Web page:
Last Updated on May 10, 2015, by eNotes Editorial. Word Count: 760
‘‘A Point at Issue!’’ begins with the wedding announcement of Eleanor Gail and Charles Faraday, as printed in the Plymdale Promulgator, the couple’s local newspaper. Eleanor is not happy with the announcement because she considers it to be ‘‘an indelicate thrusting of herself upon the public notice.’’ She had agreed to the announcement as a concession to social rules, hoping that she would not have to make such concessions in the future.
Her new husband, Charles, regards her as the ideal woman; he is happy that she is ‘‘logical’’ and will study subjects with him such as philosophy and science. When Eleanor declares that she wants to learn to speak French fluently, the two decide that she will study in Paris while he spends most of the year in America. After their European honeymoon, Eleanor rents rooms in Paris and Charles returns to Plymdale, planning to spend the following summer with her. The couple’s behavior outrages Plymdale society, which is indignant at the idea that ‘‘two young people should presume to introduce such innovations into matrimony.’’ The two write each other regularly.
Charles begins spending his free time with the Beatons, a local family, finding them ‘‘all clever people, bright and interesting.’’ Mr. Beaton is a colleague at the university where Charles teaches. Charles thoroughly enjoys the company of this happy family, especially that of their blissful and self-absorbed youngest daughter, Kitty. Charles writes to Eleanor expressing his admiration for the young girl, dismissing as illogical the possibility that his wife would be jealous, but Eleanor does not send back a response with her usual promptness. When a letter finally does arrive, it expresses an ‘‘inexplicable coldness’’ in tone. However, he soon receives several letters from his wife ‘‘that shook him with their unusual ardor.’’
After a winter apart from his wife, Charles leaves for Paris to see her. Before he arrives, there is a description of Eleanor pacing her rooms, obviously disturbed, fighting ‘‘a misery of the heart, against which her reason was in armed rebellion.’’ The narrator does not reveal the nature of the misery that causes Eleanor to collapse in ‘‘a storm of sobs and tears.’’
When Charles arrives, he sees only his familiar, idealized vision of his wife, but then notices that she has become more beautiful. As they converse, a housemaid appears, eyeing Eleanor ‘‘with the glance of a fellow conspirator’’ and holding a card in her hand. Eleanor hastily thrusts the card in her pocket and turns toward Charles ‘‘a little flustered.’’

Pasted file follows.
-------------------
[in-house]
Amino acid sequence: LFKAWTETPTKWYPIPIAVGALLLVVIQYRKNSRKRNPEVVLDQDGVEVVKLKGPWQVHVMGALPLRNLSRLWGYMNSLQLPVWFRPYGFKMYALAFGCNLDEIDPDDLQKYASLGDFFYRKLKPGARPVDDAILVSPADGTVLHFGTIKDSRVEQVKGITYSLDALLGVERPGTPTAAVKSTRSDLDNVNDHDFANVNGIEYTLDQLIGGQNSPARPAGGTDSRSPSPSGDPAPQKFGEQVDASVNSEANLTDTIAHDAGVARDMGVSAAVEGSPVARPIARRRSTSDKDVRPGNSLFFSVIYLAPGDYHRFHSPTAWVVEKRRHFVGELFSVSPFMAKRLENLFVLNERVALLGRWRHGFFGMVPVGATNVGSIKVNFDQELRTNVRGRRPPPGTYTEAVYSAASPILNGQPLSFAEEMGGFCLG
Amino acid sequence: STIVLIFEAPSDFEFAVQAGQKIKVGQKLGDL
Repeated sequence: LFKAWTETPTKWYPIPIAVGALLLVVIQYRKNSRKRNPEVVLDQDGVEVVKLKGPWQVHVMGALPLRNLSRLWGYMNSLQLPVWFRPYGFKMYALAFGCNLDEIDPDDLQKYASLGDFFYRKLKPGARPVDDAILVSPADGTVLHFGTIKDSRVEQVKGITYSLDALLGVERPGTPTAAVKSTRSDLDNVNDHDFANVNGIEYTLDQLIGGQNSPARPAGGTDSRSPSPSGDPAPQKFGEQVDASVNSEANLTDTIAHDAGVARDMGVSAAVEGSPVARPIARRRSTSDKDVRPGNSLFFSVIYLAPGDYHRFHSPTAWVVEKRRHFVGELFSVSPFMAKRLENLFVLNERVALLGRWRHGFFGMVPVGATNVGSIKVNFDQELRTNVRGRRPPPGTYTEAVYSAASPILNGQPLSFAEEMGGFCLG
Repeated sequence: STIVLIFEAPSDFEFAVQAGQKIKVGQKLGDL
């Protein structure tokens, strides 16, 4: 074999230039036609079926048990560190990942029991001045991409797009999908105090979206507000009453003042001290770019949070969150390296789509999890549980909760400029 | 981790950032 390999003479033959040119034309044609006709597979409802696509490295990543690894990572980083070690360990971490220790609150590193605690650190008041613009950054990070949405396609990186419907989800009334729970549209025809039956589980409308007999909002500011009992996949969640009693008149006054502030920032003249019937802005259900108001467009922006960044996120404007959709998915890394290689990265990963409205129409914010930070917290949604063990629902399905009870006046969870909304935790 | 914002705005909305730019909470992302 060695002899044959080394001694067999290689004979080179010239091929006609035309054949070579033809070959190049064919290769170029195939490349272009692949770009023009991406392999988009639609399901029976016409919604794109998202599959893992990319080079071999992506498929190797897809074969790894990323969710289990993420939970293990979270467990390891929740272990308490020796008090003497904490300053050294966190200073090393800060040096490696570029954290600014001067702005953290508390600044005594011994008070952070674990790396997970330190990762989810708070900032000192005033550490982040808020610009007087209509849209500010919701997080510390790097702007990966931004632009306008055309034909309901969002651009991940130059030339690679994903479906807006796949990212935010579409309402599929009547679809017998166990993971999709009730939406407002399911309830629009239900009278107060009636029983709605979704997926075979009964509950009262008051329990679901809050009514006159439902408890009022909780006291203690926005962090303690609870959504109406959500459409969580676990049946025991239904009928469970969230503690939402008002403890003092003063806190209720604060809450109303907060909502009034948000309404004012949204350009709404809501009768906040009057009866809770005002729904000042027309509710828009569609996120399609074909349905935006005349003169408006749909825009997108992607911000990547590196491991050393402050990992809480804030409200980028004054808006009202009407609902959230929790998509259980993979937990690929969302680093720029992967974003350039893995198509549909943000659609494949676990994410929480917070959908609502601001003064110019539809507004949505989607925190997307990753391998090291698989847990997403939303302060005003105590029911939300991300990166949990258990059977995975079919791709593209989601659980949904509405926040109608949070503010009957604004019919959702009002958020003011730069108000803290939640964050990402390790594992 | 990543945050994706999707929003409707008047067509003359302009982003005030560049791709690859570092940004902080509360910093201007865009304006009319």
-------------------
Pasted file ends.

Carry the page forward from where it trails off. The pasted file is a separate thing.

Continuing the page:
A few days later, Charles interrupts a conversation between Eleanor and a handsome man in her parlor. The narrator notes that ‘‘they were both disconcerted’’ and that Eleanor ‘‘had the appearance of wanting to run away, to do any thing but meet her husband’s glance.’’ Charles accepts his wife’s assertion that her visitor was ‘‘no one special.’’ A few days later, however, when Eleanor tells him vaguely that she has an urgent appointment, he begins to question his wife’s fidelity.
Unable to rid his mind of ‘‘ugly thoughts,’’ Charles walks around Paris. While sitting at a café, he sees Eleanor riding in a carriage with the same man who had come to see her. Both appear in high spirits. Charles’s initial reaction is to ‘‘tear the scoundrel from his seat and paint the boulevard red with his villainous blood.’’
When Charles returns to their apartment, he finds Eleanor waiting impatiently for him. She leads him excitedly into the parlor where he meets the handsome stranger. Eleanor presents him to Charles as an artist who has just completed a portrait of her, intended as a surprise for Charles’s arrival. She notes that its completion had been delayed, hence the necessity, Charles understands, for their meetings.
As Charles begins his plans to return home, Eleanor asks him whether he believes that she has gained a good command of French, and he answers in the affirmative. She then suggests he book a passage home for two, which fills him with happiness. Then, he inquires about the coldness of the letter she had sent him a few months ago, and Eleanor admits that it was written in response to his declaration of his feelings for Kitty. Eleanor reveals her failure to suppress jealous emotions but insists that she believes that her husband has remained faithful. Astonished at her admitted jealousy, Charles concludes to himself, ‘‘but my Nellie is only a woman after all.’’ The narrator closes the story noting the fact that Charles has conveniently forgotten his own jealousy.
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